Calculations on the global economic cost of violence have been peer-reviewed and published for the benefit of scholars and researchers.
A peer-reviewed journal has published research from the Institute for Economics and Peace (IEP).
This month’s edition of Defence and Peace Economics journal accepted and published an article detailing the methodology for the global economic cost of violence.
Authored by IEP’s Senior Research Fellow Mohib Iqbal, Research Fellow Harrison Bardwell and Director of Research Dr David Hammond, the article provides extensive detail on how the global economic cost of violence is calculated.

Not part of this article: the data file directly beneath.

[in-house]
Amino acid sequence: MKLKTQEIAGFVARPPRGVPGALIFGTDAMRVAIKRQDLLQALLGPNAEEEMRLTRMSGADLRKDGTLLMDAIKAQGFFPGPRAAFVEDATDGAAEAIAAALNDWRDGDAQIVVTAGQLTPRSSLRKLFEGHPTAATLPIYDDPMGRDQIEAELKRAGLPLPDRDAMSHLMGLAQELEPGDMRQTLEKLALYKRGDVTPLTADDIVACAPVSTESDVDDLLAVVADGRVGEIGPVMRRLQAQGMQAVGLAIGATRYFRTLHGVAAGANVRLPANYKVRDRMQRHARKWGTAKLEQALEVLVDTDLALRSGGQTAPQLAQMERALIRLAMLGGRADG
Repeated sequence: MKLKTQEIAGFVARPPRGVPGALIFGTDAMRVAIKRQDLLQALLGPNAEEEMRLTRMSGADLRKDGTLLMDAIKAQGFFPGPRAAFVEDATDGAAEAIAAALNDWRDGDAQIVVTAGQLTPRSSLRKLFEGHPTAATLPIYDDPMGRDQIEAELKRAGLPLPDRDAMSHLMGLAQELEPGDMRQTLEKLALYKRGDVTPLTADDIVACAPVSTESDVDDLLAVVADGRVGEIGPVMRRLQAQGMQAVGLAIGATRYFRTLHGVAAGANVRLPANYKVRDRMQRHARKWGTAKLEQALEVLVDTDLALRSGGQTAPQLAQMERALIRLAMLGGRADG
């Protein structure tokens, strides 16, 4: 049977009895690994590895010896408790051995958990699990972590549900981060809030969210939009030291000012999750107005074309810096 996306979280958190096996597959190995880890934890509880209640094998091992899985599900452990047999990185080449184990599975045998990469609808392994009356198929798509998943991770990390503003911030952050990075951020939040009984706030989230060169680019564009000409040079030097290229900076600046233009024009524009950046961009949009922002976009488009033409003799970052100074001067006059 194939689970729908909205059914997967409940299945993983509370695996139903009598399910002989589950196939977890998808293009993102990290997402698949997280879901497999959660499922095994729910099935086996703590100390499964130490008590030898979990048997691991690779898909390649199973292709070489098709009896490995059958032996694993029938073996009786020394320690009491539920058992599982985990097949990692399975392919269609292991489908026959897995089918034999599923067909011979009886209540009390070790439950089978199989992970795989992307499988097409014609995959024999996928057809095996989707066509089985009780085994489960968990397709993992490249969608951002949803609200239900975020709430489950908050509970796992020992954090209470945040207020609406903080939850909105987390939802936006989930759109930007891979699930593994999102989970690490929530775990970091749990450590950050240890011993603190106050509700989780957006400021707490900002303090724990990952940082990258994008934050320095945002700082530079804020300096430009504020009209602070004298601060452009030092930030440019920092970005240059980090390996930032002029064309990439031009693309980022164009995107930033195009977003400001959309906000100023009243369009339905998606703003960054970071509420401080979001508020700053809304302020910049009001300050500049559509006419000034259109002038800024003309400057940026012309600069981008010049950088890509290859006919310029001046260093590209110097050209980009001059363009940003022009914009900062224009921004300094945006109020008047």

Director of Research Dr David Hammond said the journal’s review and acceptance of the paper is an important mark of credibility.
“Part of IEP’s mission is to develop apolitical and trustworthy metrics to analyse peace and conflict, and quantify its economic value for policymakers and researchers,”
“IEP works conscientiously to provide the most up-to-date data and research that is of the highest calibre. The journal’s recognition is an important sign that our research is reliable,” Dr Hammond said.
The Defence and Peace Economics Journal is a longstanding publisher of academic material and covers varied aspects of the economics of defence, disarmament and peace.
Between 2017 and 2018, The global economic impact of violence improved for the first time since 2012, decreasing by 3.3 per cent or $475 billion to reach $14.1 trillion in purchasing power parity terms.